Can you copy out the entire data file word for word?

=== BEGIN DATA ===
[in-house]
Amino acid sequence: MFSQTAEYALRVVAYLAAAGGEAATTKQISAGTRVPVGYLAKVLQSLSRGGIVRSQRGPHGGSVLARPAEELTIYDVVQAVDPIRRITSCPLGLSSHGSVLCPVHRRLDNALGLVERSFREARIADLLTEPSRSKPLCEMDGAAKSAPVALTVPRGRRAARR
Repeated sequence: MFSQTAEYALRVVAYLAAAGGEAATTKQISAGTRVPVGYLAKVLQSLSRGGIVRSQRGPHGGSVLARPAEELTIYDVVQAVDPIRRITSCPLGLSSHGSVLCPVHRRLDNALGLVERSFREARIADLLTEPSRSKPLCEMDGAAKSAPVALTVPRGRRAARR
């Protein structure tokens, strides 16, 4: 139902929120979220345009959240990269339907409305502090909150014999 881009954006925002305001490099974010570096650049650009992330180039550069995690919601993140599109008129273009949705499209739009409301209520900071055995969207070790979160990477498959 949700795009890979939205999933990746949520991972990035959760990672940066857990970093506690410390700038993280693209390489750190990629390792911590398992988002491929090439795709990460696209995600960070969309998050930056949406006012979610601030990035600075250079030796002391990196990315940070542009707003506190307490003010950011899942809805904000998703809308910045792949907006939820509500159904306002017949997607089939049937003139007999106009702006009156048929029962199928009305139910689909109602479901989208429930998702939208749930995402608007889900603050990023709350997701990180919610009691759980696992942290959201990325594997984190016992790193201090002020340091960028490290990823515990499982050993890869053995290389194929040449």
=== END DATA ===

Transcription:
[in-house]
Amino acid sequence: MFSQTAEYALRVVAYLAAAGGEAATTKQISAGTRVPVGYLAKVLQSLSRGGIVRSQRGPHGGSVLARPAEELTIYDVVQAVDPIRRITSCPLGLSSHGSVLCPVHRRLDNALGLVERSFREARIADLLTEPSRSKPLCEMDGAAKSAPVALTVPRGRRAARR
Repeated sequence: MFSQTAEYALRVVAYLAAAGGEAATTKQISAGTRVPVGYLAKVLQSLSRGGIVRSQRGPHGGSVLARPAEELTIYDVVQAVDPIRRITSCPLGLSSHGSVLCPVHRRLDNALGLVERSFREARIADLLTEPSRSKPLCEMDGAAKSAPVALTVPRGRRAARR
């Protein structure tokens, strides 16, 4: 139902929120979220345009959240990269339907409305502090909150014999 881009954006925002305001490099974010570096650049650009992330180039550069995690919601993140599109008129273009949705499209739009409301209520900071055995969207070790979160990477498959 949700795009890979939205999933990746949520991972990035959760990672940066857990970093506690410390700038993280693209390489750190990629390792911590398992988002491929090439795709990460696209995600960070969309998050930056949406006012979610601030990035600075250079030796002391990196990315940070542009707003506190307490003010950011899942809805904000998703809308910045792949907006939820509500159904306002017949997607089939049937003139007999106009702006009156048929029962199928009305139910689909109602479901989208429930998702939208749930995402608007889900603050990023709350997701990180919610009691759980696992942290959201990325594997984190016992790193201090002020340091960028490290990823515990499982050993890869053995290389194929040449």